Inside ESSA: What It Means for Arts Studies

Managing Editor

There’s been a lot written about the new flexibility afforded states and districts under the Every Student Succeeds Act. A new report suggests that added leeway may pay dividends for arts education, and it offers a de-facto guide to the sections of the federal statute that may benefit that area of the curriculum.

Arts education is an area that supporters say tends to get kicked around and neglected when budgets are tight, and when schools are focused on improving scores on high-stakes tests in core academic areas.

The report, which is being periodically updated as ESSA implementation unfolds, was released this week by the Education Commission of the States. It says opportunities for new funding and support for the arts come in sections of the law such as Title I, Part A, and in the sweeping statute’s overall emphasis on promoting a well-rounded education and giving states and districts freedom to choose how to do it.

How states and districts make use of the leeway provided by the law, in supporting the arts or focusing on other priorities, has implications for the K-12 market and companies trying to gauge policymakers’ priorities.

“ESSA provides quite a few opportunities for the arts, as well as some of the other aspects of a well-rounded education,” said Scott Jones, a senior associate with the Arts Education Partnership, a research center within ECS, in an interview.

Some states have already made clear their intention to support the arts through the ESSA framework. As of earlier this year, when 12 states had turned in state accountability plans under the law to the U.S. Department of Education, 60 percent of those plans addressed access and participation rates in arts education, according to a post published by ECS and authored by Lynn Tuttle, of the National Association for Music Education.

ECS, a research organization based in Denver, is revising the report continually to reflect new details of ESSA implementation and their implications for the arts.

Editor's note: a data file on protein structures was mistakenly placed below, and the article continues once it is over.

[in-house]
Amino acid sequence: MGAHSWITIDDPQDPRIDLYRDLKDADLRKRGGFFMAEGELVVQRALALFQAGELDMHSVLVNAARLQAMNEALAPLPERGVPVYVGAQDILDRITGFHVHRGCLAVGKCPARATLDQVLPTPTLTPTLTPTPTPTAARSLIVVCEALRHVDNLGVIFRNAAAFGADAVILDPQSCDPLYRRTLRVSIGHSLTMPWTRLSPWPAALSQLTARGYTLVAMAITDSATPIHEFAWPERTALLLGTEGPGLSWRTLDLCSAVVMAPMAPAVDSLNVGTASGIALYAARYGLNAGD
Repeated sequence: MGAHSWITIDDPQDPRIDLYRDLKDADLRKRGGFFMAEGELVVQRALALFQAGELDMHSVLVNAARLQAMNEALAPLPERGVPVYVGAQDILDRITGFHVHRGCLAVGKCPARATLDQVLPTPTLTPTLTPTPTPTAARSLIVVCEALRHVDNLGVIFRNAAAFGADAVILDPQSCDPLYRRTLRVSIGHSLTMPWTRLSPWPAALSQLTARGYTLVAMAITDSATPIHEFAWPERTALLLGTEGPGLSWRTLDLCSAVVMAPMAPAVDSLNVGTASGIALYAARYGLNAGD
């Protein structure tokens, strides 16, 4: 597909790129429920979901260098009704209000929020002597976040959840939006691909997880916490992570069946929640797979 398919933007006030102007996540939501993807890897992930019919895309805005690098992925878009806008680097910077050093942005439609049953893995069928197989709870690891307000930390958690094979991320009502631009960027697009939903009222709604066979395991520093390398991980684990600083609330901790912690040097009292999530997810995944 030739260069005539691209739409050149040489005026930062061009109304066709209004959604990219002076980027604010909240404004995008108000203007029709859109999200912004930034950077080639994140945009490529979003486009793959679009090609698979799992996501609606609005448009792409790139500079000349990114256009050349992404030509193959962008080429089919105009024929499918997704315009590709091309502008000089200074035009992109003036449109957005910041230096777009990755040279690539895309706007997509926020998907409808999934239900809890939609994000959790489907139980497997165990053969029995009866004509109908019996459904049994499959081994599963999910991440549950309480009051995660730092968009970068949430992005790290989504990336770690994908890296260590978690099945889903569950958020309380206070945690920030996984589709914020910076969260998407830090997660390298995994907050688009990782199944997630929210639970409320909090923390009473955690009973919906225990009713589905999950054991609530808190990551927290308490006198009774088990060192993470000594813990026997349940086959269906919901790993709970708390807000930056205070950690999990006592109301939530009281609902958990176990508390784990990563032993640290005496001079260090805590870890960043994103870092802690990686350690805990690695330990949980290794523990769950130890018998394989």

States are required to submit accountability plans to the U.S. Department of Education explaining their plans to improve student achievement under the law. At least one indicator of school quality must focus on non-academic factors, such as a school climate or advanced coursework. The arts can serve as an “asset” in addressing those areas, and states can adopt art-related indicators to measure school quality and student success, ECS argues.

Arts-focused measures, for instance, can include the number of arts courses offered; the percentage of high school students enrolled in those classes; and the ratio of certified arts educators to students, ECS says.

ESSA also includes requirements for districts to engage parents (the law’s predecessor, No Child Left Behind, had a similar mandate). The arts can be included as part of strategies to engage parents, the ECS report says, such as by incorporating arts programming into back-to-school nights or broader parent-engagement strategies.

The report also takes note of the block grants created under Title IV, Part A to support a well-rounded education, safe and healthy students, and the effective use of technology.  Districts must conduct needs assessments to identify priorities and spell out how it will address gaps in those areas. (It remains unclear how much funding will be provided for that section of the law over time.)

“The focus on integrating across subjects provides numerous opportunities for the arts in education,” the report says, “particularly in the area known as STEAM, which is specifically referenced in the law.”

Check back on Marketplace K-12 for our updates on ESSA policy and its implications for companies and other organizations doing business with schools.

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